Little boys in straw trilby hats? Tick!
Men in Deus ex Machina (if they’ve got children) or Superdry (if they don’t) vintage print t-shirts? Tick!
Rolled pastel three-quarter-length pants? Tick!
Ray-Bans, Havaianas, and trucker caps as far as the eye can see? Tick, tick, and tick!
Where else could we be but the Grounds of Alexandria, Sydney’s much-hyped epicentre of everything organic, sustainable, inner-west, New Class, cashed-up, and Bourgeois Bohemian, or “BoBo”, to borrow David Brooks’ perfect portmanteau? A Stuff White People Like theme park, the Grounds is an eco’stainable paradise reclaimed from Bourke Street’s post-industrial ruin, just the place to park your Audi 4WD and unexplainable job title to entertain your “Nothing But Flowers” fantasies for a couple of hours.
And a couple of hours it will be, given the ridiculous popularity of the place. As Disneyland is to the American lumpen-masses, for the keen observer of Sydney’s tribes, the Grounds is the perfect place to observe the moneyed inner-west hipster in his natural environment.
Of course, it is not just the people who make a theme park, it is also the attractions: Thrill at the chickens scratching around in their coop! Coo at the baby pig rooting around in his pen complete with cubby house furnished with not-unpricey dog bed! Admire the “kitchen gardens” as lush as the fairways at Augusta! Ponder the “Research Facility” where scientists work in three shifts to discover the perfect ristretto! Flatter yourself that everything you’re about to eat, when you finally get the chance, will come from flora and fauna so lovingly tended!
And indeed it is a good thing that there’s so much to do because it takes forever to get a table, though whether the activities create the wait is very much a question of which came first, the biodynamic chicken or the free-range egg? Regular readers of this site know that queuing for restaurants is something the Prick has never understood. Queuing for nice, pleasant, but in no way spectacular café food makes no sense at all. Yet having come this far, we couldn’t really abandon the project.
Taking the host’s word that it would be about a half an hour for a table, we took the opportunity to call in at the epically great Salt Meats Cheese next door, something which made the short hop over from Stately Prick Manor worth the trip even without a visit to the Grounds. There we stocked up on salamis and cheeses and ‘nduja and American goodies like Tabasco-brand Bloody Mary mix and hot sauces and flavoured salts (we’ll be sprinkling some espresso salt over a chocolate ganache one of these days), looked into some pasta classes (they’ll do a kids’ party if you ask!) and had a great chat with one of the gents staffing the galeria del jamon who, in great contrast to every other counterman in this town, hands-down refused to sell us anything until all of us had tried it first.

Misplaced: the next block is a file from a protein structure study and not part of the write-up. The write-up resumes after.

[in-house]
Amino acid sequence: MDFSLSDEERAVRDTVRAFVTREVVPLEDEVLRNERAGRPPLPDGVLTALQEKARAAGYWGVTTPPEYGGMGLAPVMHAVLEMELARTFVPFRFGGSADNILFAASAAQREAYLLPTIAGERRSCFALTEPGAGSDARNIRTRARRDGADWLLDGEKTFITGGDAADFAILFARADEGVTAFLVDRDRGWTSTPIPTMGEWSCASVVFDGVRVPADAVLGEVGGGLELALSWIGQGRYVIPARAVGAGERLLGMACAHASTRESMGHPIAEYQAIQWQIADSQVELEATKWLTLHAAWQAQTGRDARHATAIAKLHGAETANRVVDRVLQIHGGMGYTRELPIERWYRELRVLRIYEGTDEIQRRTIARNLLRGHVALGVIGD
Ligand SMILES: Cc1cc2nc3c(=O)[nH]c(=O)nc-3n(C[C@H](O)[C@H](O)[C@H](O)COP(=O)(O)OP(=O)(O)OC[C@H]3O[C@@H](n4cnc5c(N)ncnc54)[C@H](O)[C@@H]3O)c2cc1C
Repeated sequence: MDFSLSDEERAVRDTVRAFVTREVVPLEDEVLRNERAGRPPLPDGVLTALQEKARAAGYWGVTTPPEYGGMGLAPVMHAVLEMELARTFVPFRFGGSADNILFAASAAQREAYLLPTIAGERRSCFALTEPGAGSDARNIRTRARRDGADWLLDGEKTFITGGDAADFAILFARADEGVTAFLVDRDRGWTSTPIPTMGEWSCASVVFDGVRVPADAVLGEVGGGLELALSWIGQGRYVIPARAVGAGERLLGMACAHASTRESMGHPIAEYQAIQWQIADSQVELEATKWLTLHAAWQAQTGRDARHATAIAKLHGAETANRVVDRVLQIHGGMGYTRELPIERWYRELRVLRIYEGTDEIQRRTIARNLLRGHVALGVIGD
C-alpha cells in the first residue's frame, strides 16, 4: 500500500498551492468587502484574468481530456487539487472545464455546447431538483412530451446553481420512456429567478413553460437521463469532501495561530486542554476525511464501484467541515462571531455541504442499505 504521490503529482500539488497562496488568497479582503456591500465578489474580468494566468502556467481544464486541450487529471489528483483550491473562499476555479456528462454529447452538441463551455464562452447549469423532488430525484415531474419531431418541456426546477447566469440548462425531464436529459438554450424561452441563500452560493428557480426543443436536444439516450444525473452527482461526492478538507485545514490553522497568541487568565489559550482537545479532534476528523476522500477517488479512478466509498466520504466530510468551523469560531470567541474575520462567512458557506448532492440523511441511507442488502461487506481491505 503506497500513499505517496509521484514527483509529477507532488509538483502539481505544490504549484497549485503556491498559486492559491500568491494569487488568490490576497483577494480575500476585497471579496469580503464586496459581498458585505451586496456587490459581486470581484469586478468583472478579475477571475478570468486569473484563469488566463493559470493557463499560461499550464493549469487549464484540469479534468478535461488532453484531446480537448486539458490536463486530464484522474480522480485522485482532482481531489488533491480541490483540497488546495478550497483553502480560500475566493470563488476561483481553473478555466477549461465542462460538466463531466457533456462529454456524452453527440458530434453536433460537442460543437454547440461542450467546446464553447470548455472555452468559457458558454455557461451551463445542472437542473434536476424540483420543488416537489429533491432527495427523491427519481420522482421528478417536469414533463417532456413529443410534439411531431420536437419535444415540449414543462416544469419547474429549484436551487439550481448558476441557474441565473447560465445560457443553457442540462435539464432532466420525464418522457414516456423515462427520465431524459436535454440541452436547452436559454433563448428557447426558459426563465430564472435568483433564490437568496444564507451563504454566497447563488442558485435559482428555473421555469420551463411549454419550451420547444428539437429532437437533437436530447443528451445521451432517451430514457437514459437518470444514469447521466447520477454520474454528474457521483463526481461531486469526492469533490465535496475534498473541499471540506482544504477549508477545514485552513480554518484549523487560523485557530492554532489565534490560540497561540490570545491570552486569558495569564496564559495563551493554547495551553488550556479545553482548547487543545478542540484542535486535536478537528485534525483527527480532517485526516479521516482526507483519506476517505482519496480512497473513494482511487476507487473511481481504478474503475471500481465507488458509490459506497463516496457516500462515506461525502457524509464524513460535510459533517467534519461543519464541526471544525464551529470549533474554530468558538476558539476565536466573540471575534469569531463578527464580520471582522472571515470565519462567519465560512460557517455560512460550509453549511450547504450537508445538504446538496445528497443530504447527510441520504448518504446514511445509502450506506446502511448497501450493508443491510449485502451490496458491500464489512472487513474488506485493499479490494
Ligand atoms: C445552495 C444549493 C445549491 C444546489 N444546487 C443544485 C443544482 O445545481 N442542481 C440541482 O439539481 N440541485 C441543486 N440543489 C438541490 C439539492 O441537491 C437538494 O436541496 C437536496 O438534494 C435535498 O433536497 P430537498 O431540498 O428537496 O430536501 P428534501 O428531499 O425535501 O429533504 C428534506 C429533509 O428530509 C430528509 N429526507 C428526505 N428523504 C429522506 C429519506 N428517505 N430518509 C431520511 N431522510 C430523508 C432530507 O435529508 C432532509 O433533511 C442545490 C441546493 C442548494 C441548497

Eli, the Middlemost Little Prick, declared, “I could live here. Seriously.”
We nearly would have had to move in given how we found things back at the Grounds: A half-hour wait turned into forty-five, and “it’ll be longer than five more minutes, but less than ten” turned into another twenty. Despite this, new customers kept joining the queue, happy to take their buzzers and the promise of a ninety-minute (!) wait.
What were they waiting for? The same thing as us: Food which, when we finally got to a table, was good, fine, and would be lovely at any corner café, accompanied by service that was friendly and efficient. Everything was as nice and inoffensive as a gaggle of Enmore playground mothers nodding over the wisdom of a carbon tax or the right-ness of public schools. “Breakfast burgers” were perfectly pleasant creations on brioche buns. Banana bread was fresh and moist. A “Turkish-style” eggs dish kind of missed the point with under-done, al dente-to-the-point-of-crunchy beans and under-seasoned everything. Well, two out of three ain’t bad. Paying $7 for jelly jars of ice dressed with orange-carrot-ginger juice was mildly annoying, but like losing a few euro to gypsie scammers in Piazzo San Marco, it’s just the sort of colourful rip-off that comes with the territory. Even the Herald’s Terry Durack, whose Peter Pan complex regularly leads him to talk up any joint where more than two customers are wearing Onitsuka Tiger sneakers, could only bring himself to give it a 13/20, which is probably fair.
So why bother? Well, if food is your thing, you shouldn’t. Because what is on offer here is not a meal but a Rousseauian fantasy of a society remade where the cosmopolitan city dweller’s life is no longer divorced from the farmer on the periphery and where the middlemen, those evil corporations with their false consciousness-creating marketing schemes, are cut out of the equation. Thus the Grounds is not just a (wildly successful) capitalist project, but a socialist and revolutionary one as well: It may not have worked out so well when Pol Pot, Mao, and Castro sent their urban intelligentsia to the fields, but that doesn’t mean we can’t bring the fields to the urban intelligentsia, right?